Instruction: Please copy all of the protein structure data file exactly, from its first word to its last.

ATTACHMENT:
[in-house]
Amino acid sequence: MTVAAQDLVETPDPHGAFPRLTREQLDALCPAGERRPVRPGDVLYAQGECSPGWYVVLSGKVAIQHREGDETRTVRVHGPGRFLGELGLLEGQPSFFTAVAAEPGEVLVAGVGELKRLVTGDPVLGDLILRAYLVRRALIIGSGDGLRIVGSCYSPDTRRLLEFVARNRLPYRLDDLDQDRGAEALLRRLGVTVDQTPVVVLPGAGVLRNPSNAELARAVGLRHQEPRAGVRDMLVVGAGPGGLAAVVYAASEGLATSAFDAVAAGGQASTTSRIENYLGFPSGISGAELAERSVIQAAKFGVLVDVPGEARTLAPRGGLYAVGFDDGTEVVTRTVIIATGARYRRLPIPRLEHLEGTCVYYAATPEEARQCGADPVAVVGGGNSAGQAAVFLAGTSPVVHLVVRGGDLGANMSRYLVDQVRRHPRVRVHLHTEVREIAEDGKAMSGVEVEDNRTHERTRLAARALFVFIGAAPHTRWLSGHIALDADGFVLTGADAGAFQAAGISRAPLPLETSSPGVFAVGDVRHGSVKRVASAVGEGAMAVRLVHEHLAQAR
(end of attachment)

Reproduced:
[in-house]
Amino acid sequence: MTVAAQDLVETPDPHGAFPRLTREQLDALCPAGERRPVRPGDVLYAQGECSPGWYVVLSGKVAIQHREGDETRTVRVHGPGRFLGELGLLEGQPSFFTAVAAEPGEVLVAGVGELKRLVTGDPVLGDLILRAYLVRRALIIGSGDGLRIVGSCYSPDTRRLLEFVARNRLPYRLDDLDQDRGAEALLRRLGVTVDQTPVVVLPGAGVLRNPSNAELARAVGLRHQEPRAGVRDMLVVGAGPGGLAAVVYAASEGLATSAFDAVAAGGQASTTSRIENYLGFPSGISGAELAERSVIQAAKFGVLVDVPGEARTLAPRGGLYAVGFDDGTEVVTRTVIIATGARYRRLPIPRLEHLEGTCVYYAATPEEARQCGADPVAVVGGGNSAGQAAVFLAGTSPVVHLVVRGGDLGANMSRYLVDQVRRHPRVRVHLHTEVREIAEDGKAMSGVEVEDNRTHERTRLAARALFVFIGAAPHTRWLSGHIALDADGFVLTGADAGAFQAAGISRAPLPLETSSPGVFAVGDVRHGSVKRVASAVGEGAMAVRLVHEHLAQAR